Contrary to some of the more lurid commentaries out there, Wi-Fi Sense isn’t utter doom, death, and destruction. But it’s close.
Wi‑Fi Sense connects you to Wi‑Fi networks around you. It can do these things for you to get you Internet access:
- Automatically connect you to open Wi‑Fi networks it knows about by crowdsourcing networks that other people using Windows have connected to. These are typically open Wi‑Fi hotspots you see when you’re out and about.
- Automatically connect you to Wi‑Fi networks that your Facebook friends, Outlook.com contacts, or Skype contacts have shared with you after you’ve shared at least one network with your contacts. When you and your contacts share Wi‑Fi networks with each other, you give each other Internet access, but don’t get to see each other’s passwords. No networks are shared automatically. When you first connect to a network that you decide to share, you’ll need to enter the password, and then select the Share network with my contacts check box to share that network.
Windows 10 system will have Wi-Fi Sense turned on by default if Express Settings are selected at installation. This doesn’t do anything unless you are signed in with a Microsoft account then, when you connect to a WiFi network, you’ll be asked if you want to share that network with your bestie (your besties being any or all of your Outlook.com, Skype, and Facebook contacts but, crucially, not friends of friends). If you select that you do want to share, then the WiFi password is encrypted and stored in Microsoft’s cloud somewhere. When one of your besties comes in range of the shared network the SSID is recognized, the encrypted password retrieved, decrypted in the bowels of Windows 10, you get logged on, and you can access the Internet (note that your contacts never have access to the unencrypted password). Importantly, your access via the shared network is to the Internet only, local access (if available) is blocked.
Wi-Fi Sense is a hand-me-down from Windows Phone where it was pretty much ignored by the three people using Windows Phone. As I noted, in Windows 10 it’s turned on by default if you use Express Settings and, should you buy a computer with the OS pre-installed, then you might want to go to Wi-Fi int he control panel, then to “Change Wi-Fi settings.” In “Manage Wi-Fi settings” you can turn Wi-Fi Sense off; disable password sharing with your Facebook, Outlook, or Skype contact; and in the list of your known Wi-Fi networks, you can enable and disable password sharing. Note that networks protected by corporate authentication protocols, such as 802.1x EAP, will not be shared while consumer grade authentication protocols such as WPA/WPA2 can be.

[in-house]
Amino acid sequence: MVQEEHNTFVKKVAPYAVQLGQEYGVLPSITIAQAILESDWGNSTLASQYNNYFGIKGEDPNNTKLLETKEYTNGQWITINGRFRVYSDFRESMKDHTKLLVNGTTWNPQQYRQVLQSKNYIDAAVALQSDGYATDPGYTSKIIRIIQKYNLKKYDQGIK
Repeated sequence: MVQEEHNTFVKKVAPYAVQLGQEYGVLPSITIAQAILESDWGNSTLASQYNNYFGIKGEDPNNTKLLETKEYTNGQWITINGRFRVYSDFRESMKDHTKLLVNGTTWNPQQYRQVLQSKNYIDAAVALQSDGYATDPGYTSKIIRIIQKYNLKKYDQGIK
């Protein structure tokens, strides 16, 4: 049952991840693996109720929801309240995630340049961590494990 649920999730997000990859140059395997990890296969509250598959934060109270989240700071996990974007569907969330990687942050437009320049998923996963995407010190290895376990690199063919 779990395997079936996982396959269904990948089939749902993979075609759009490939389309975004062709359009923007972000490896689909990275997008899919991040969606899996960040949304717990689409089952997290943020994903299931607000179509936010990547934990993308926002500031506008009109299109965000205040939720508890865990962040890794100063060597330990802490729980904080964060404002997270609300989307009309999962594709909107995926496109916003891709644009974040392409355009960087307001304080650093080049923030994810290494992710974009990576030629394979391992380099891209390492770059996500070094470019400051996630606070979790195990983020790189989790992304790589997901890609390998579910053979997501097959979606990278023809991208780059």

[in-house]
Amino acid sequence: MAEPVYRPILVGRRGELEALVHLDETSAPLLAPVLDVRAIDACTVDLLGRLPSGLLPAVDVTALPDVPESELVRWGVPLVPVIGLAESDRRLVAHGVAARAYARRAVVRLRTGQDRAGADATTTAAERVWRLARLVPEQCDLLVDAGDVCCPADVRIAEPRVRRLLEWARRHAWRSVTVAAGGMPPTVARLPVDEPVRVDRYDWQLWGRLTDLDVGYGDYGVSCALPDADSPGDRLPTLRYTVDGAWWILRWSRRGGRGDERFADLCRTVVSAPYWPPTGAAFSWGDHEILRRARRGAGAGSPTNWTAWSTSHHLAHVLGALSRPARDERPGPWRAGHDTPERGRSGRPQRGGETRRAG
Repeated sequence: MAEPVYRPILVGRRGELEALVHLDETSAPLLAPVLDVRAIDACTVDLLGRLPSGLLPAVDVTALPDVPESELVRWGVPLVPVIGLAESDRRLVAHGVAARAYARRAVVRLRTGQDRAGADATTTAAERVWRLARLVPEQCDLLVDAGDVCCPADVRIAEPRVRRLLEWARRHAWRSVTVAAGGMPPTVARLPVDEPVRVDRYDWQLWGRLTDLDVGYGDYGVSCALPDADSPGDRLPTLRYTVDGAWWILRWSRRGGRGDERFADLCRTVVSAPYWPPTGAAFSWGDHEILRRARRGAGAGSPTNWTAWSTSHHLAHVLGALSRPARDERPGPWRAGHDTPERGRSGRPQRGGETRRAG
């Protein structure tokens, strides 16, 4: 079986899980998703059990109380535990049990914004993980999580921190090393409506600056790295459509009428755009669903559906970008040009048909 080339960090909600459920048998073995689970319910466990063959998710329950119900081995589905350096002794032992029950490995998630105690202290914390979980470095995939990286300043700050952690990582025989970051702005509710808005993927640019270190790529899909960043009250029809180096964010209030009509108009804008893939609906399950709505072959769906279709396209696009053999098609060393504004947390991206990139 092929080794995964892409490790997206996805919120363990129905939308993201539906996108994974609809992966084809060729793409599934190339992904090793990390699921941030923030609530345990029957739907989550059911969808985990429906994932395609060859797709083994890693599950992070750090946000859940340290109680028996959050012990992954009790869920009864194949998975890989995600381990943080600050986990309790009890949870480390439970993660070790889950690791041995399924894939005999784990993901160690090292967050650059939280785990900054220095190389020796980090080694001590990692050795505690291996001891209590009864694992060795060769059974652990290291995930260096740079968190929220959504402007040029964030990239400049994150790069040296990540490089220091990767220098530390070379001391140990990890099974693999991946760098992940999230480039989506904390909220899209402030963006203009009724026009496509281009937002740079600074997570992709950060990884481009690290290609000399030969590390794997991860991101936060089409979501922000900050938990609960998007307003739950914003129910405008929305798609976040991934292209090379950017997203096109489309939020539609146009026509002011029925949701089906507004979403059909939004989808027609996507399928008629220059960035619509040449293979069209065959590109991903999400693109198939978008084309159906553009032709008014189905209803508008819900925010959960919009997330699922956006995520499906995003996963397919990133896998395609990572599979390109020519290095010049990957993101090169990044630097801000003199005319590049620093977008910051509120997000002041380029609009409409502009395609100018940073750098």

If you don’t want your network shared then all you have to do is append
_optout to the WIFi SSID (I would have preferred
_hellno but Microsoft failed to consult with me) and Microsoft also notes that “It can take several days for your network to be added to the opted-out list for Wi-Fi Sense.” Terrific. You can get there from here … eventually.
Now, is this the end of civilization as we know it? No. Contrary to some of the more lurid commentaries out there, Wi-Fi Sense isn’t utter doom, death, and destruction.
But, is it a really bad idea? Absolutely. Why? Because it’s turned on by default which means legions of naive users won’t know about it or change their settings. Combine that with the high probability that Wi-Fi Sense will get broken or hacked and there’s the potential for bad things to happen to lots of people.
“Hacked? Broken? Really?” you say. Yep, either there will be a bug that breaks the Wi-Fi Sense or exposes the inner workings or some enterprising hacker in Moscow or Beijing will have at it. And there’s another reason it’s a bad idea; Wi-Fi Sense hands Microsoft (and all the three letter agencies slipstreaming behind them along with any successful hackers) your social graph and location data. You’ll be giving Microsoft an insane amount of detailed and highly useful personal data.
Bottom line: Even though Windows 10 Wi-Fi Sense could (will probably) be a huge problem, the core problem is going to be what is always the problem; uninformed and or lazy users who value convenience over security.
Source: Taken from Microsoft FAQ’s